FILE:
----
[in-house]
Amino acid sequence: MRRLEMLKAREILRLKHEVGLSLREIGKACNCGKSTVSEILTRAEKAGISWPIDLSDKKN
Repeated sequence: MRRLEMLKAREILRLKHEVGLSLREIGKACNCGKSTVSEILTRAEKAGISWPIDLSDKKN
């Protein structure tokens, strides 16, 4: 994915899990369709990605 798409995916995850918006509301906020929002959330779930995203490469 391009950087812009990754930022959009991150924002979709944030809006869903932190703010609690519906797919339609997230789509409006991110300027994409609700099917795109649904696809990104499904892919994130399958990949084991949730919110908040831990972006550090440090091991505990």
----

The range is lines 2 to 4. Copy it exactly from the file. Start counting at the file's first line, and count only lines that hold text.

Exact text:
Amino acid sequence: MRRLEMLKAREILRLKHEVGLSLREIGKACNCGKSTVSEILTRAEKAGISWPIDLSDKKN
Repeated sequence: MRRLEMLKAREILRLKHEVGLSLREIGKACNCGKSTVSEILTRAEKAGISWPIDLSDKKN
């Protein structure tokens, strides 16, 4: 994915899990369709990605 798409995916995850918006509301906020929002959330779930995203490469 391009950087812009990754930022959009991150924002979709944030809006869903932190703010609690519906797919339609997230789509409006991110300027994409609700099917795109649904696809990104499904892919994130399958990949084991949730919110908040831990972006550090440090091991505990």